After speaking to locals about their way of life in Ubud, we were interested to learn more about the Balinese ‘live and let live’ attitude and we re-joined our guide, Wayan, to continue our tour of Bali.
We told Wayan about the local peoples’ overwhelming acceptance and positivity and (typically) he laughed, showing us his wide smile. He asked us to point out any house along the road so that we could pay a visit – ‘We will go inside and meet the people who live here’ he said.
I was convinced this was a trick and that Wayan knew these people we were so rudely door-stepping, but he assured us he didn’t. Nervously walking up the garden path, I was waiting for someone to come rushing out shouting obscenities in Bahasa, but all we met was two old women looking mildly surprised – and amused – at our approach.
Wayan spoke to the women and they guided us warmly around their home (despite not speaking a word of English).
They didn’t have a lot, and it was clear this was the home to one of the poorer families in the area. ‘You can always tell how rich or poor a family is by looking at their family temple’ Wayan said.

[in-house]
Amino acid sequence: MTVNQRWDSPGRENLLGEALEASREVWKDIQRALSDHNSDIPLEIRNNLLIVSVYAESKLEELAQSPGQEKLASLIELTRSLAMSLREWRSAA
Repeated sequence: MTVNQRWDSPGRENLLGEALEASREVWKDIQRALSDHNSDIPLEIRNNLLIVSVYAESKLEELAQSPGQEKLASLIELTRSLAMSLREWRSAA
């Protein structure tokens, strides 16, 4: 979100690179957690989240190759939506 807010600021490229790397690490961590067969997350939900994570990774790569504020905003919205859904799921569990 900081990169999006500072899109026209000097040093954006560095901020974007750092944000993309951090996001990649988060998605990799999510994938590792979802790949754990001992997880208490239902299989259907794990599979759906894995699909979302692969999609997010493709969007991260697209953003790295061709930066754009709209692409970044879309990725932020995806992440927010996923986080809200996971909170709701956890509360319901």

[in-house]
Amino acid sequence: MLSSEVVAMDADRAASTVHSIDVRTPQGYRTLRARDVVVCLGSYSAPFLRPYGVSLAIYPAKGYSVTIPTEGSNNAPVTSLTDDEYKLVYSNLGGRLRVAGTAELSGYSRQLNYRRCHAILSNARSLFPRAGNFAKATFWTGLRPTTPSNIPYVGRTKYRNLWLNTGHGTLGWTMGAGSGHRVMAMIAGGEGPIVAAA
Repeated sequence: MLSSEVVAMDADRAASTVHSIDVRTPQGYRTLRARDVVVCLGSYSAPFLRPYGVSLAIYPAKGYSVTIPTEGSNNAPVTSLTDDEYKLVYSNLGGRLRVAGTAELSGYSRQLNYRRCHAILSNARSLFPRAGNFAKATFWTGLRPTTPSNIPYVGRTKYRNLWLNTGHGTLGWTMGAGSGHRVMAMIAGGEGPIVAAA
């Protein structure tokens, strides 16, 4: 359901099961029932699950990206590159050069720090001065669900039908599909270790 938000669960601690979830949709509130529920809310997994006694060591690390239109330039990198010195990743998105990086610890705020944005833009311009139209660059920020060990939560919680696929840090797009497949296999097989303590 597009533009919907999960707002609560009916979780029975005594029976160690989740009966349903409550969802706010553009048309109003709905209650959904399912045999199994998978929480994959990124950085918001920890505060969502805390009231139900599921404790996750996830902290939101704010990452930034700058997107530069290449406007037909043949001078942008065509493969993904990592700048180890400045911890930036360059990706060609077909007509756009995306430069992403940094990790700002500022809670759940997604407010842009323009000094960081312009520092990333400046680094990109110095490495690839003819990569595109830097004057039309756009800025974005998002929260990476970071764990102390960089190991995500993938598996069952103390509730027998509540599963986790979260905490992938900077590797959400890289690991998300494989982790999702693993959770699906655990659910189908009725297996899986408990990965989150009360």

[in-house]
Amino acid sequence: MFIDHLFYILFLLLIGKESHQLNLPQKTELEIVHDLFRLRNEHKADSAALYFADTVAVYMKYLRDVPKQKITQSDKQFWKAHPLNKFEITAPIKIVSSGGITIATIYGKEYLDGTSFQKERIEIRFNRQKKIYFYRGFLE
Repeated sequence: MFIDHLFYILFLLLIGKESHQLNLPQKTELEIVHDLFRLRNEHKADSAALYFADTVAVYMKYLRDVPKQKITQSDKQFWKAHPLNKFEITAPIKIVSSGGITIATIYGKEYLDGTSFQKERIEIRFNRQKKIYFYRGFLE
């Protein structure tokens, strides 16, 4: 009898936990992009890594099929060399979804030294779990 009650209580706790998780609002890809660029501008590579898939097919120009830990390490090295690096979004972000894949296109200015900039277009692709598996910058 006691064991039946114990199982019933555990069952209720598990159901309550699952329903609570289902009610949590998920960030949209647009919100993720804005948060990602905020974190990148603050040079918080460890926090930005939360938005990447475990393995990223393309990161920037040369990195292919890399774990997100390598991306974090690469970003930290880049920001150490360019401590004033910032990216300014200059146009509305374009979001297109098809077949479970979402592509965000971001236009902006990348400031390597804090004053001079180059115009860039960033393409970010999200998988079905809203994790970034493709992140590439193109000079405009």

It was an eye-opener to look around this family’s home. They were obviously very poor, but what amazed me most was how our visit seemed to delight them. I couldn’t imagine opening up my home for random tourists just to look around and gawk, but that’s exactly what these women allowed us to do – and they seemed to enjoy showing us how they lived.
Because of the heat, we had a quick pit stop at a very beautiful waterfall – just another display of Bali’s natural beauty…
Our last stop of the day was Uluwatu temple.
While the sun was setting, we were invited to attend a daily Kekak dance performance – a fire dance performed to the sounds of an all-male choir percussively chanting ‘kak’.
It’s not the most authentic dance we saw in Bali, but it was certainly entertaining and it was a fun end to our Bali adventure.